A wide definition and scope is recommended for Hong Kong to enhance clarity, but it is unlikely that this will be the outcome. In fact, satellite litigation is the likely consequence, rather than a reduction in recourse to the courts.
It is difficult to see how litigation can be avoided in circumstances where the proposed legislation renders admissions not admissions, acknowledgements not acknowledgements for limitation purposes, and acceptances of liability not such for insurance purposes.
Despite advances in ADR (particularly mediation) in the territory, Hong Kong remains a litigious jurisdiction, and apology legislation could add fuel to the fire.
The effect of apology legislation on limitation also complicates matters. This focuses on reducing perceived disincentives to offering apologies (time being extended for limitation purposes), rather than the effects such a provision may have.
As has been seen in Canada, detailed legislation would be needed to address tolling. In circumstances where there appears to be little recent evidence that apology legislation enhances settlement, interfering with the Limitation Ordinance is undesirable.
Likewise, the recommendation that apologies (even those admitting liability) should have no effect on insurance coverage, has potentially wide ramifications.
In practice, insurers in Hong Kong tend to agree apologies only in limited circumstances (for example where there has been a clear breach). In complex claims in particular, insurers are likely to counsel against (early) “without prejudice” apologies.
Apologies have worked successfully in conjunction with insurers under the Disclosure, Apology and Offer (“DA&O”) model adopted in some US medical disputes. Physicians and health care organisations are given the opportunity to apologise without fear of their words being later used against them in court. Organisations then work with their liability insurers to give patients a fair and timely offer of financial compensation. However, in these cases, compensation is generally only offered when a root-cause analysis clearly demonstrates that the health provider or system is at fault for a preventable event.
The legislation could easily lead to “hollow” or tactical apologies that seek to pressurise complainants/plaintiffs to settle on less advantageous terms.
A (potential) defendant is safe in the knowledge that there will be no legal downsides in admitting fault. A complainant/plaintiff, on the other hand, armed with an open admission of fault by his or her counterparty, is likely to be very surprised to learn that they cannot use this to their advantage should the dispute not settle.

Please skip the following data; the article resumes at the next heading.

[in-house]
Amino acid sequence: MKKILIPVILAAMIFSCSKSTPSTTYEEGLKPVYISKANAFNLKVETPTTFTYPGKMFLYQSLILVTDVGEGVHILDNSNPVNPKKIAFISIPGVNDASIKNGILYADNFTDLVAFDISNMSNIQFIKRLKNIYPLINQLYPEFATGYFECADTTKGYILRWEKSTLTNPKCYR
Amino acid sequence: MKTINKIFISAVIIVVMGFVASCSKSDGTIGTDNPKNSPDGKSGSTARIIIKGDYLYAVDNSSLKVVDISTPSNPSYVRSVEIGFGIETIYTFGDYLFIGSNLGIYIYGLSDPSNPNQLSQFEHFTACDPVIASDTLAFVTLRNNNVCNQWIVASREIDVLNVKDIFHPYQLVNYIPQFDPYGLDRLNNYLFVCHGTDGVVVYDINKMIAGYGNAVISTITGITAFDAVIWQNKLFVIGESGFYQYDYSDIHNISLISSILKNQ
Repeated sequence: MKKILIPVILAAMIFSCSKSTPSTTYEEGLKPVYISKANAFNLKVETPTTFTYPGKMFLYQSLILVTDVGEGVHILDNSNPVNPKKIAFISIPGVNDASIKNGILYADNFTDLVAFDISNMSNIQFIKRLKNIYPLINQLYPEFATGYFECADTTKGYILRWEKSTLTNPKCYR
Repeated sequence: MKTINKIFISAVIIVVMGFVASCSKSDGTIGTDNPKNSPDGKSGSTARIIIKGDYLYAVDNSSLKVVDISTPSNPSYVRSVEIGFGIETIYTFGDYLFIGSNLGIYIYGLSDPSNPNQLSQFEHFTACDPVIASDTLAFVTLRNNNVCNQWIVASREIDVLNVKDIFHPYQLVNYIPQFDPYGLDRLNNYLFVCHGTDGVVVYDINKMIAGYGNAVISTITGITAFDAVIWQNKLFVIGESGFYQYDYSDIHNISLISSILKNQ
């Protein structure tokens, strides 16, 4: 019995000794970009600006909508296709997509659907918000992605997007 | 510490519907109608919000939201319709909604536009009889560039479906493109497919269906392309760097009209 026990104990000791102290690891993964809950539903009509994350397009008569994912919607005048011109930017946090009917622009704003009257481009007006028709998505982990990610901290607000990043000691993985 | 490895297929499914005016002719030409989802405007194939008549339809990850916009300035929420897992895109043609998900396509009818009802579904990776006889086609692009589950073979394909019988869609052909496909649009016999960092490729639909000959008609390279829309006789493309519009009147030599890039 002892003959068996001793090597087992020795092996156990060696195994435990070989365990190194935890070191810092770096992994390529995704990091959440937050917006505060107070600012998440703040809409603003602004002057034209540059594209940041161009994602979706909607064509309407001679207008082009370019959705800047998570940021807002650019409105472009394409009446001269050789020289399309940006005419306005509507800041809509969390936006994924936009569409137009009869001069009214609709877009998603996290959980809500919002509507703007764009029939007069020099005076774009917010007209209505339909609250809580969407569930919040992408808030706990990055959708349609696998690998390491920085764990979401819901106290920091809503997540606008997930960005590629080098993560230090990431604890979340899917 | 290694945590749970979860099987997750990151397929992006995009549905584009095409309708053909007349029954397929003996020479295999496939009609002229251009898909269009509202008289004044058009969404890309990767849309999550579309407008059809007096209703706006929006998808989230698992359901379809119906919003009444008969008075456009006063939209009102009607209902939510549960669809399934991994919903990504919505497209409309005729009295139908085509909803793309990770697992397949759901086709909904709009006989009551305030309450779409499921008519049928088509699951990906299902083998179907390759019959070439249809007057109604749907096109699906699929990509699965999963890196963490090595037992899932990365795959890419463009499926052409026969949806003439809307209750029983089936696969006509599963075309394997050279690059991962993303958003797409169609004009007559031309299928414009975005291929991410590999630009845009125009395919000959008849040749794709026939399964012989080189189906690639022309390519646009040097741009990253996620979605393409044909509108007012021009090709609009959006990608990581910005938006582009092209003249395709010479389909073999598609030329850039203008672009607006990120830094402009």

It is one thing to offer a without prejudice admission as its status should be clear. Apology legislation leaves the complainant/plaintiff to adduce evidence of fault in other ways. This does not present justice and is likely to decrease faith in the system, rather than enhance it.
A further issue is presaged in the Apologies (Scotland) Bill and concerns statements of fact presented in a (written) apology, and how these should be treated. Admissible or inadmissible?
The Scottish legislature is in favour of making them inadmissible. This again is open to abuse and may further stifle a complainant’s/plaintiff’s claim. However, the alternative, where only the statements of fact (in a letter) are admissible, but the accompanying apology/admission of liability is not, is equally unpalatable.
This issue highlights the complexities of apology legislation and the scope for confusion and satellite legislation.
Isn’t ADR the answer?
ADR processes are protected by “without prejudice” privilege and enjoy confidential status. Anything said or done, or documents created for their purpose, cannot be relied upon in subsequent litigation or arbitration (except in very limited circumstances).
The Hong Kong Mediation Ordinance, in particular, fully protects confidentiality of communications made for the purpose of a mediation. Outside ADR, without prejudice privilege also attaches to negotiations and communications conducted with a view to settlement.
It seems, therefore, that rather than enacting new legislation, efforts should focus instead on improving understanding of, and support for, ADR processes. More certainly, much still needs to be done to bridge the “knowledge gap” amongst ADR users, but enacting apology legislation is unlikely to enhance recourse to ADR.
A better approach is to rigorously emphasise the myriad ADR processes (some general, others sector-specific) available in the territory, to bring forward the use of ADR (and apologies where appropriate) in all disputes.
In tandem, piloting apology provisions in practice areas where apologies have been shown to be helpful (such as medical malpractice) may be beneficial.
1. See Client Perspectives: Mediation in Hong Kong Five Years On, published in the April 2015 edition of Hong Kong Lawyer (http://www.hk-lawyer.org/en/article.asp?articleid=2801&mid=&sid)